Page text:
As a consumer, there are very few things I hate about big electronics retailers than mail-in rebates. In this week’s flyer, a particularly bad page had mail-in rebates for 14 items out of 17! A popular tax software is listed at $31.99 and offers a $5 mail-in rebate. Who are they kidding? It is an epidemic especially for computer peripherals and software.
Mail-in rebates are popular with vendors because they are betting that consumers will not go through the hassle of sending in the rebates. It is a good bet because mailing in a rebate is only slightly less complicated than filing income tax returns. There are special forms to fill, silly bar codes to be cut out, copies of receipts to be made, stamps to be bought, envelopes to be mailed by a certain date and cheques (if they arrive) to be cashed in. No wonder, most people just give up.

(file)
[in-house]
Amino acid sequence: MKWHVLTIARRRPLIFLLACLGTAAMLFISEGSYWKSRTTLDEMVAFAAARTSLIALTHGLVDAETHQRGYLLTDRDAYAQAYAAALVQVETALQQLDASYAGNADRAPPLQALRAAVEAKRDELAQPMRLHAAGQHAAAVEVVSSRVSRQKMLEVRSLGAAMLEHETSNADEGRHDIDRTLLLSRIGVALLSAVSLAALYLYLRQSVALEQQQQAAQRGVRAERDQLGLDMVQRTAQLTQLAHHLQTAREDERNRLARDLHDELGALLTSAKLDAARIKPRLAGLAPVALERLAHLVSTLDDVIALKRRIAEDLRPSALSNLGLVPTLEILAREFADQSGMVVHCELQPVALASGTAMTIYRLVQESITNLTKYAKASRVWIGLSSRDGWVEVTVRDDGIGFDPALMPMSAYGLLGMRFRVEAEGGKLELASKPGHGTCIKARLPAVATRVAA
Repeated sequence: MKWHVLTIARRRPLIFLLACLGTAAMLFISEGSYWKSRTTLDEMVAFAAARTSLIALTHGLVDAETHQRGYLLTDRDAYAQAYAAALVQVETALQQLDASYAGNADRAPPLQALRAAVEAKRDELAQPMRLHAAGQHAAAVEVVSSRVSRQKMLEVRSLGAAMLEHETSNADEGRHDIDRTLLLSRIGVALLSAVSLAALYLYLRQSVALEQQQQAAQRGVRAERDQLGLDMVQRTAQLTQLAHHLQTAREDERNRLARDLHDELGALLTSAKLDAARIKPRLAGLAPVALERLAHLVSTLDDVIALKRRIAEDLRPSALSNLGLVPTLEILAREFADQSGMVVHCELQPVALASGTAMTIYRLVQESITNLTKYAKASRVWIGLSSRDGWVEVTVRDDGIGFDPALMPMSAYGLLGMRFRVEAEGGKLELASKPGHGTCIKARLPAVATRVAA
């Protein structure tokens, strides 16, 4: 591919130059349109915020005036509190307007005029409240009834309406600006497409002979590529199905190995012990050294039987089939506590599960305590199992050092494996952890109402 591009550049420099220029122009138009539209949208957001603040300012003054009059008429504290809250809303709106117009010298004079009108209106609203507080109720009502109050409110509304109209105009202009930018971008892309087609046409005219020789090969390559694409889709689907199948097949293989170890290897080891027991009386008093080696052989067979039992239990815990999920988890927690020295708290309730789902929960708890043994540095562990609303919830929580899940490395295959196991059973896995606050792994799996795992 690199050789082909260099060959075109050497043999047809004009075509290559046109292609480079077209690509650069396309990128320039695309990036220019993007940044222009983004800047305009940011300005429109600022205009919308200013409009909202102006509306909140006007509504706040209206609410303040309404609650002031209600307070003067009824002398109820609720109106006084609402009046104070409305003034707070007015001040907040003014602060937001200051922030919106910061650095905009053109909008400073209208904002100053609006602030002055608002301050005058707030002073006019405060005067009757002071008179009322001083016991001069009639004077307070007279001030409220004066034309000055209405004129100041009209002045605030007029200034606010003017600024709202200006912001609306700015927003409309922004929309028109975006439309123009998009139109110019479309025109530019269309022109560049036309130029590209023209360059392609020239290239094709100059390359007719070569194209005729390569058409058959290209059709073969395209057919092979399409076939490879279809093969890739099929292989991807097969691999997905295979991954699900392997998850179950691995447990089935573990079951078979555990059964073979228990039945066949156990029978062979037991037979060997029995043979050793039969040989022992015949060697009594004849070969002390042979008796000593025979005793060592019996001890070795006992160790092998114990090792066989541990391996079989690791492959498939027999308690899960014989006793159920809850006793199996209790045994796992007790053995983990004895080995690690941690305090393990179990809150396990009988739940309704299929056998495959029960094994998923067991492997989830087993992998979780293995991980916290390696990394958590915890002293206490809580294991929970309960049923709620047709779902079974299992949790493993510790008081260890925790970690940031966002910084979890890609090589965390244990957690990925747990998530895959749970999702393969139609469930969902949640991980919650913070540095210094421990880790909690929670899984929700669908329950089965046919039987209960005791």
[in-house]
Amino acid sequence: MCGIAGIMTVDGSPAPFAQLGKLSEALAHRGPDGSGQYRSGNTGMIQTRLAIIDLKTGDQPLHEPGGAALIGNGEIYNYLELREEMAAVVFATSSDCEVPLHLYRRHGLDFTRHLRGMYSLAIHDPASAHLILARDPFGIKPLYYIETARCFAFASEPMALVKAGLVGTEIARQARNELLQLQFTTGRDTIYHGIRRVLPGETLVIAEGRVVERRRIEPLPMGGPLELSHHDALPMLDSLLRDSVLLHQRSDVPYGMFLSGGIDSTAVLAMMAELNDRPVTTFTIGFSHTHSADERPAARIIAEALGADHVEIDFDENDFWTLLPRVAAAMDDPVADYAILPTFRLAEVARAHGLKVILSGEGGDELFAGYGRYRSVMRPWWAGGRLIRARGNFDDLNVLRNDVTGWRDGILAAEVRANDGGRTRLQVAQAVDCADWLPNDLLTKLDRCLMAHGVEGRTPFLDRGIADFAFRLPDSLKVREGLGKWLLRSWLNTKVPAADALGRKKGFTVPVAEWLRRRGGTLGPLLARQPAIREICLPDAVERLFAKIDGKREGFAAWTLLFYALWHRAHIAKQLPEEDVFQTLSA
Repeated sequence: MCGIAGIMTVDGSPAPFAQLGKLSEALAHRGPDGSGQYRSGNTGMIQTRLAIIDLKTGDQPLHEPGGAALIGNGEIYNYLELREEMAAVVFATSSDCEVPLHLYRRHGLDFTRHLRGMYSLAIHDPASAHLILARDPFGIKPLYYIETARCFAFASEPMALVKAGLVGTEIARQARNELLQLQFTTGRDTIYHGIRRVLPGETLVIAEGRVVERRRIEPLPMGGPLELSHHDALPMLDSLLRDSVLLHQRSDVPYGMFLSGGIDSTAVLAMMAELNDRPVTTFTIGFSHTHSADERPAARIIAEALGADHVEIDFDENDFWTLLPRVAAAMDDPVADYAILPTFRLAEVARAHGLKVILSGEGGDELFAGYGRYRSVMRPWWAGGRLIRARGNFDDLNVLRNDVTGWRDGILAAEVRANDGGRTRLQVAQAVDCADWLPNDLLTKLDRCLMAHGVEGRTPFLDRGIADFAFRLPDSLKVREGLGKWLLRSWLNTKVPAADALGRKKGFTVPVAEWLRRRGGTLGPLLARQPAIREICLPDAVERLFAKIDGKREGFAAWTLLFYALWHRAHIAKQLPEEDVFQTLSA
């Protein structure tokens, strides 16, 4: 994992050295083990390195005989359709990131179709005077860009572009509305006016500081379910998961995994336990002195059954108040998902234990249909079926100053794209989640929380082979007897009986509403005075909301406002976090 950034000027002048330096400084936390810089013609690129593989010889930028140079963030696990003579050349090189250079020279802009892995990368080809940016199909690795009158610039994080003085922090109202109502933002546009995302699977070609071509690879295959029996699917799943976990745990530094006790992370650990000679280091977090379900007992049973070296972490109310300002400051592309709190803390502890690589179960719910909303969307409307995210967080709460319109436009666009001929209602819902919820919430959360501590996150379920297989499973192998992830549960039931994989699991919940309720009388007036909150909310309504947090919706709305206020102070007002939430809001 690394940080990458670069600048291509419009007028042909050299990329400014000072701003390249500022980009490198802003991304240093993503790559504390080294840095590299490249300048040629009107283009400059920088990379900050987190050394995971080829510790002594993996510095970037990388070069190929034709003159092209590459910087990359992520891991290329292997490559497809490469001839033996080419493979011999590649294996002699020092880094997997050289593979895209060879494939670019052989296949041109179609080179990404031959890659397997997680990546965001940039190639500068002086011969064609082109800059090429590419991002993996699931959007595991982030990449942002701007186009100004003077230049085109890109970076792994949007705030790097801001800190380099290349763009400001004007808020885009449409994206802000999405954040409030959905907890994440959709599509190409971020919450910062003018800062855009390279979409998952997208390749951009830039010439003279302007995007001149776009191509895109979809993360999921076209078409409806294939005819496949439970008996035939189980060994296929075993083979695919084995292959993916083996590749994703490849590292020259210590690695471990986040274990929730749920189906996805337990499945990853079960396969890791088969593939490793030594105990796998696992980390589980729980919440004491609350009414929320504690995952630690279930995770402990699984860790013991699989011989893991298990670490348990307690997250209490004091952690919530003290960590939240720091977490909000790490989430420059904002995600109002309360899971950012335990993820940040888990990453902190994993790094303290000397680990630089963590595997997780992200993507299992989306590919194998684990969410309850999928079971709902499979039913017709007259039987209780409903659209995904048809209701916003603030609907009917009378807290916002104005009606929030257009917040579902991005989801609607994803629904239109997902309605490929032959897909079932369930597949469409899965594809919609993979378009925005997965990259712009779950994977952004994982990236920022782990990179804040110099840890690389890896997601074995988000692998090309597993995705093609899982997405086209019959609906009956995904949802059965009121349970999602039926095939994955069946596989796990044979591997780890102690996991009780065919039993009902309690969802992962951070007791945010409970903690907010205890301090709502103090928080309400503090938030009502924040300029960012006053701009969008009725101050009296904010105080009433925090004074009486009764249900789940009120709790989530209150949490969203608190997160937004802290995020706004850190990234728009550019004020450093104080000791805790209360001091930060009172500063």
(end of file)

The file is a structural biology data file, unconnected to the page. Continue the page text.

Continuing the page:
Finally, Best Buy has seen the obvious and plans to end this insidious practise (I hope this includes the stores they operate under Best Buy and Future Shop banners in Canada). A company executive says: “Our customers are telling us they just hate the process. They send it in, they remain aggravated until they get their cheque”. I am glad you finally noticed but what took you so long? Better late than never, I guess.